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Corporate sustainability is based on the idea that companies can best fulfill their social commitments by running their core business operations sustainably, not merely through charitable donations.Seven years ago, only 5 out of 100 top China-listed companies responded to the Carbon Disclosure Project's survey, but 45% replied in 2014. China director Li Rusong talks about the latest developments.

"There have been both behavioral and mindset changes especially from the banking and ICT sector. In particular, mobile phone companies are realizing carbon disclosure is a very good platform for them to be doing an exercise to improve energy efficiency, and save money. The policy push is there; companies have to comply with government regulations. The market incentives are also there. Consumers’ environmental awareness is awakening, though individual consumer power is limited. But collective power from multinationals as huge purchasers will play a big role. Institutional investors are increasingly looking at sustainability. Even with Chinese investors, we see a trend towards engaging in dialogue with their investees".

The most important factor behind this growing interest in corporate sustainability has been the investors, but there is a larger driving force, and that is the purchasing power of multinationals.

Despite progress, companies revealing their data are a minority. For that, it is important to convince the government that disclosure is useful for China’s competitiveness, and at the same time, to convince the companies that disclosure is useful for them too. Disclosure is in itself a competitiveness exercise; they get to know their strong and weak points, and their sector’s trends. It allows them to see their potential risks and identify innovation points. Of course, companies won’t deal with problems automatically; it’s still up to the company leadership’s determination to take this forward. But disclosure is a very good foundation for possible change.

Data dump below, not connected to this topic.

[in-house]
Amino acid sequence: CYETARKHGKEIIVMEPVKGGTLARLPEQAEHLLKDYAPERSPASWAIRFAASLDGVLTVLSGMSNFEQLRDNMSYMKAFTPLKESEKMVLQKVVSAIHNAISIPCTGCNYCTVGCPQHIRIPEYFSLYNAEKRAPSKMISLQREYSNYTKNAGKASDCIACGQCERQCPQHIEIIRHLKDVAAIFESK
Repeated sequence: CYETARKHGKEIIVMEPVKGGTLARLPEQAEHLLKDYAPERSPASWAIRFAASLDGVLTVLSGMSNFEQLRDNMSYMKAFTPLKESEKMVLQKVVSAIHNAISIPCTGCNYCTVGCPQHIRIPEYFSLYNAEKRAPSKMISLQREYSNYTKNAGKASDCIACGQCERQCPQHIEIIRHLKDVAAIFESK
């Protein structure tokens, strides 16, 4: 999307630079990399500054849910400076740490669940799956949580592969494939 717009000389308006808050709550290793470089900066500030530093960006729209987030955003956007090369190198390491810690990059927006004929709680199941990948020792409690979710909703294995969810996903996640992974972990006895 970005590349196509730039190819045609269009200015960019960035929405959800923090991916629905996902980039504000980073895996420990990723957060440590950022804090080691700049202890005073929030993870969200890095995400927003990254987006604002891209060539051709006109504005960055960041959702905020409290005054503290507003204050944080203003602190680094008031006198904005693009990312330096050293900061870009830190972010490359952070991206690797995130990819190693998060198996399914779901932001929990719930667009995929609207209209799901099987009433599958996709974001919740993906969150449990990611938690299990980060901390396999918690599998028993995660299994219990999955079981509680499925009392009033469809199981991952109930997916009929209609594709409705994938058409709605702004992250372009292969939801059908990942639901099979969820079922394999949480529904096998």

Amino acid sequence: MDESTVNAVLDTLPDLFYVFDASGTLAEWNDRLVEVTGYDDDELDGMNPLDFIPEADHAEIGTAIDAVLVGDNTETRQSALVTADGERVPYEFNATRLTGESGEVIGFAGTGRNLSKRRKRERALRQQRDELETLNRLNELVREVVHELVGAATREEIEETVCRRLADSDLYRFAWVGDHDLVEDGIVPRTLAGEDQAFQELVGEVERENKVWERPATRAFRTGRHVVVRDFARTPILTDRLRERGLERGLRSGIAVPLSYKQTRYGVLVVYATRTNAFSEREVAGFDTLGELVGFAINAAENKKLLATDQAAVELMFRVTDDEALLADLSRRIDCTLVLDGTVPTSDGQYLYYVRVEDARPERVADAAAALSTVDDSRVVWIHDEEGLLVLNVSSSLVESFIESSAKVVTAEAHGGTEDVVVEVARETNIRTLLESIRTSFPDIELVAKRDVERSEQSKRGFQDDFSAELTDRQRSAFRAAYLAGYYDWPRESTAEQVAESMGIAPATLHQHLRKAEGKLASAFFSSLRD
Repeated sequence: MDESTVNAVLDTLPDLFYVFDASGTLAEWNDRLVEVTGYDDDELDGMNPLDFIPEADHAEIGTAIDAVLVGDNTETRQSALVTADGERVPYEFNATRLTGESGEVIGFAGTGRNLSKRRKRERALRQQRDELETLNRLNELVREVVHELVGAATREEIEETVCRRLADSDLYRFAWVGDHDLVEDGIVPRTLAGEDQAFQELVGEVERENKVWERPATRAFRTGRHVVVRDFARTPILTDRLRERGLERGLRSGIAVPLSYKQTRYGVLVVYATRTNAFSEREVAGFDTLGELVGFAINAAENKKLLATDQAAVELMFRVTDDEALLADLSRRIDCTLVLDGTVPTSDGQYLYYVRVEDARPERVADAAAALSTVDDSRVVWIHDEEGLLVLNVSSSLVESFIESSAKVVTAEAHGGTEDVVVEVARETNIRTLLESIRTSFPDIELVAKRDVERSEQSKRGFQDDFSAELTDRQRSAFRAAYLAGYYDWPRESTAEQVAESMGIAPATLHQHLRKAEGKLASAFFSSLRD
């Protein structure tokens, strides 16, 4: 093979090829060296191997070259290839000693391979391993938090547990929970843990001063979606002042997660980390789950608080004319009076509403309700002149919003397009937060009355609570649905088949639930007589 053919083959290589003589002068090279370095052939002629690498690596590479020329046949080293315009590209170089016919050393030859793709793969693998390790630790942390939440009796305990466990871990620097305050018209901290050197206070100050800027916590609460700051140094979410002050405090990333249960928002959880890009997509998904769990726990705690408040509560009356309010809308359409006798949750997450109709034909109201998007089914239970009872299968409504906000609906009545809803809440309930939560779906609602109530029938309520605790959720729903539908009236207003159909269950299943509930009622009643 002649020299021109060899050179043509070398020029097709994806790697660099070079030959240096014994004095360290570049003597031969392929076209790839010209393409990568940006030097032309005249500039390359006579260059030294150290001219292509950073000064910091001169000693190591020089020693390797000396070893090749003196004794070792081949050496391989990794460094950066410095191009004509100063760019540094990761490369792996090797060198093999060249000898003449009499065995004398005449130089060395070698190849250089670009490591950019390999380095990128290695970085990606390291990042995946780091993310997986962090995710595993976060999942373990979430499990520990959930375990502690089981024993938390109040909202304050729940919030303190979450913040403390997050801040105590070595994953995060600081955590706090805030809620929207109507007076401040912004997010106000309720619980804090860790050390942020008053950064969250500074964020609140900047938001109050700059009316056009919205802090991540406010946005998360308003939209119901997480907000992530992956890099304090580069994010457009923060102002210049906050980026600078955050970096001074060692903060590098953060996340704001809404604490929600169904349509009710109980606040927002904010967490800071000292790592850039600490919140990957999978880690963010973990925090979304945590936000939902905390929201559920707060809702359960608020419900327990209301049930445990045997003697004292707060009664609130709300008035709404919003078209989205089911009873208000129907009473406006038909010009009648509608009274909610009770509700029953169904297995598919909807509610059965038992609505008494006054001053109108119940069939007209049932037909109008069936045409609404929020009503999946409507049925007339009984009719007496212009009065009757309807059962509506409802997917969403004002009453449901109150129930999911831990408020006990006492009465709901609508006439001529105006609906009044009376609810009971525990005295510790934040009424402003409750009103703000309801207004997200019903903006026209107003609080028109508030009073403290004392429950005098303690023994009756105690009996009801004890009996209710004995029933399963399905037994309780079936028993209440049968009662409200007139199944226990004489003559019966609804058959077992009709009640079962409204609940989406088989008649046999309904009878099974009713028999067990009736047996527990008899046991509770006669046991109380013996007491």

Furthermore, if NGOs really want to solve problems, they should work with corporations, and a lot of Chinese NGOs are beginning to see this point, and they already started working with corporations in different ways.

Another project is Green Credit that is important in encouraging environmentally-friendly practices.

Currently, some pension funds, state-owned banks, ICBC, and China Construction Bank are all learning from their international peers who have pioneering programs. The People’s Bank of China and other state-owned banks have been cooperating with the British Embassy on green Credit initiatives for a few years. They have also researched into green credit policies in the EU and the U.S., even sending their staff there to learn.

Finally, it is necessary convincing government officials with a very practical approach, to reach out to them, to show a track record that shows will benefit companies and China, CDP has to prove that it is a trustworthy organization.

The main problem is that local governments may fail to implement central government’s environmental policies fully, because there is a gap between the awareness of central government and provincial governments. But provincial governments’ limitations are not due to a lack of drive to learn, but to tough realities. Sometimes, they just feel that revealing information could lead to an unknown situation. They are unsure about the utility of CDP’s data, and concerned it will jeopardize Chinese corporate secrets, or even their position.


The gLAWcal Team

POREEN project

(Source: China Dialogue)

Thursday, 5the February 2015